Editor’s Note: Greg Maciag, CEO of ACORD came across several of our posts, including Lost in Translation, and Living in the Past. He offered some comments we thought readers would find interesting . Greg agreed to put these into a blog post for us.
During the 1980’s, each piece of software was an independent entity. Spreadsheet, email and word processing were self-contained products. Later, a few vendors attempted to combine all sorts of functionality into a single product, but the whole became less than the sum of its parts. Basically, buying a single software product that was the “be all end all” was doomed. Today, we have a few suites of related products from single vendors. We enjoy the integration and accept the limitations and lack of innovation that result. Most innovation tends to come from the “add-on” products from other vendors.
The insurance industry is very complex and keeping a single source of truth across all systems is extremely difficult. It seems unreasonable to me that anyone can expect a single vendor to provide every single solution or innovation to brokers and insurers. All vendors will admit that the name of the game is the ability to integrate with other software products. They cannot be experts in every facet of the insurance business.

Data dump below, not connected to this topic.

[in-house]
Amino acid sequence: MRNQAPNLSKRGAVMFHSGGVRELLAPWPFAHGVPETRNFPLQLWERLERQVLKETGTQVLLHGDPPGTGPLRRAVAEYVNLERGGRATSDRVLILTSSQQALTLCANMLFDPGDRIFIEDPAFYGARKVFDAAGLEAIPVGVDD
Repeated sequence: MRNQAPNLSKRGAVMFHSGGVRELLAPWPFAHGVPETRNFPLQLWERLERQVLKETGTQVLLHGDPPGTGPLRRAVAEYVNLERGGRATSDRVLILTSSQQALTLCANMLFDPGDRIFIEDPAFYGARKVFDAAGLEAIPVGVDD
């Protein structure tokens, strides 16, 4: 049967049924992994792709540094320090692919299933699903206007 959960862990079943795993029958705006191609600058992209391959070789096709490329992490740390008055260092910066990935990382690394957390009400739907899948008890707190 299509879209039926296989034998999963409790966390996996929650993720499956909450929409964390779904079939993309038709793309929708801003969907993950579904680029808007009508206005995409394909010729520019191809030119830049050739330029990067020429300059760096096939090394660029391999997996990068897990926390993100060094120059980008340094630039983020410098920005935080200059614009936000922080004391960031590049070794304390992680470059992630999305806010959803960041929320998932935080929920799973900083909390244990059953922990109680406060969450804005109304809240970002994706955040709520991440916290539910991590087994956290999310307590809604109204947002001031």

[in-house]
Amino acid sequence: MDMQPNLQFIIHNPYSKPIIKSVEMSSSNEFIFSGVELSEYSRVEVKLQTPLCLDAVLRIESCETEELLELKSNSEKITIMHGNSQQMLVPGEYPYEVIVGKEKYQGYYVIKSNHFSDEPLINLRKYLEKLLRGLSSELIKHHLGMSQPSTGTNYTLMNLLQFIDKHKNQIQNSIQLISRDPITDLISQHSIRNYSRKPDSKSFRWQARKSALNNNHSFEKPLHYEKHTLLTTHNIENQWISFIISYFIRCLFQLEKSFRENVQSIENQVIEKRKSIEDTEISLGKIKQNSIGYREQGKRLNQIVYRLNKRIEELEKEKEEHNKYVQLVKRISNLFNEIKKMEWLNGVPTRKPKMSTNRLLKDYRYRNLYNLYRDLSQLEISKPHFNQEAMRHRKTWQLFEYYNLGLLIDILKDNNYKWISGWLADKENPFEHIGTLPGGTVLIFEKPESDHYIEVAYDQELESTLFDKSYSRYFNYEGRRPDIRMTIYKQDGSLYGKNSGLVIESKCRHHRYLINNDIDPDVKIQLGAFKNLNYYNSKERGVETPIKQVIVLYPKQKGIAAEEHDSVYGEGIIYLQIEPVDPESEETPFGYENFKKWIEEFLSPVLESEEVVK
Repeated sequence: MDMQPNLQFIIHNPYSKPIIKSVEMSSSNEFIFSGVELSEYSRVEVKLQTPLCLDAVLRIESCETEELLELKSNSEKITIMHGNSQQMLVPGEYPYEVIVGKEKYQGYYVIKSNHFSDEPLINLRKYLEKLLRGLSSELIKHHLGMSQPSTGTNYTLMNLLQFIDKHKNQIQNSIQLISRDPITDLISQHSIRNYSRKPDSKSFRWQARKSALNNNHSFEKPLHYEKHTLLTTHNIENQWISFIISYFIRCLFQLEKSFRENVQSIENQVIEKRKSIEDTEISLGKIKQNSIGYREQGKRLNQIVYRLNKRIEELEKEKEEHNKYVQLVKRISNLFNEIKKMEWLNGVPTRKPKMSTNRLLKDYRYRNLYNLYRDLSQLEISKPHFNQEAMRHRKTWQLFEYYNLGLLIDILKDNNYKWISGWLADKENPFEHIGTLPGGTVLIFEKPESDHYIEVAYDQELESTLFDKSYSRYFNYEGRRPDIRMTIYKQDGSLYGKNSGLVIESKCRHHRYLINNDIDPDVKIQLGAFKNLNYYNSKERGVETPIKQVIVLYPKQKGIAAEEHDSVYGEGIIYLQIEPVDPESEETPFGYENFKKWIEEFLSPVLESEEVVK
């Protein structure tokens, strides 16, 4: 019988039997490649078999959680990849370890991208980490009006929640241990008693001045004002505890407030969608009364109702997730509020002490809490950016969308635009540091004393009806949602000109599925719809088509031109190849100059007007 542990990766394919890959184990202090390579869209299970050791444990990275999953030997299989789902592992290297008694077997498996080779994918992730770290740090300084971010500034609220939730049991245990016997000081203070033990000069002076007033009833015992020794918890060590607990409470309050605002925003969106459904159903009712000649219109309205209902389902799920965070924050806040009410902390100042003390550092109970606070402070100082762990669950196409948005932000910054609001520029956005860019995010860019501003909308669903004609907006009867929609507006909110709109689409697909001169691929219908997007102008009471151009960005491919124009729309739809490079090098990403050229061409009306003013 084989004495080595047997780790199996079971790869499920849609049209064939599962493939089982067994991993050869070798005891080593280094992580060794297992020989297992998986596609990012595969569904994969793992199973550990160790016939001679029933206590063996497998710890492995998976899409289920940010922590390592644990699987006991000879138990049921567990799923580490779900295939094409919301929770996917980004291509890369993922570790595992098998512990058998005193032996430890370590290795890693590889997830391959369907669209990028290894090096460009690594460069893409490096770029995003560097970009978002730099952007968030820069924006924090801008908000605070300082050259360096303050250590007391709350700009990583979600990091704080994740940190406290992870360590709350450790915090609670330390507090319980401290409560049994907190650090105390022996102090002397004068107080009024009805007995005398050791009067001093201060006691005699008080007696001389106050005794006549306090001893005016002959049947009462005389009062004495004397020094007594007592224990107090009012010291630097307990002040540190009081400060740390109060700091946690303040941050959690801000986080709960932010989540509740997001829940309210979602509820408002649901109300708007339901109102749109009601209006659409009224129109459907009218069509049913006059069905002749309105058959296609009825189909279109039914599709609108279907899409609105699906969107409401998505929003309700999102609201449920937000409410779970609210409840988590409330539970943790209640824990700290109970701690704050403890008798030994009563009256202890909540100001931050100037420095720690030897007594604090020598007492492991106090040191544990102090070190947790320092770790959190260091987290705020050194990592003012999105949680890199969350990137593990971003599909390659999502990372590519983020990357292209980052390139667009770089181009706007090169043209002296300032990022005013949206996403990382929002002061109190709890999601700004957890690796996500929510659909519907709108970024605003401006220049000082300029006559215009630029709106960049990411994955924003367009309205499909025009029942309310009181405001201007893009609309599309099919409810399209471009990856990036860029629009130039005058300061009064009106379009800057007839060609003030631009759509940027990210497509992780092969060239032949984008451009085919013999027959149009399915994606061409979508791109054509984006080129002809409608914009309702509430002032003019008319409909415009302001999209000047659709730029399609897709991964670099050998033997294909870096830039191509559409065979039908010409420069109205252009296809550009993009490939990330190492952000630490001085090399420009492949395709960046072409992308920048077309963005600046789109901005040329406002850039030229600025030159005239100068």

When you buy a stereo system for your home or any technology product for that matter, one of your main concerns is that it will work with whatever else you have installed. This is where industry standards come into play. When vendors agree to become ACORD (or CSIO) Standards compliant, they look to a future where they can provide the best products and that they are open to integrate their products from other vendors.
We are on the cusp of a plug and play insurance world as we broaden the base of insurance data standards, but we are not there yet. The 1980’s notion that a single vendor is all that a broker or insurer will ever need is not a forward thinking view. It’s all about open industry standards for integrating disparate insurance systems. In fact, this is why ACORD and CSIO exist. If the broker has the “Truth”, the broker system needs to be able to spread the Truth to other systems, platforms, portals and mobile devices that brokers may need to use today and especially in the future as innovative solutions become available. Industry standards connect the dots.
Greg Maciag is President and CEO of ACORD, a global, nonprofit standards development organization serving the insurance industry and related financial services industries. With almost 40 years of industry experience, more than 30 at ACORD, Greg has developed a broad knowledge and understanding of the role technology plays in the global insurance marketplace today.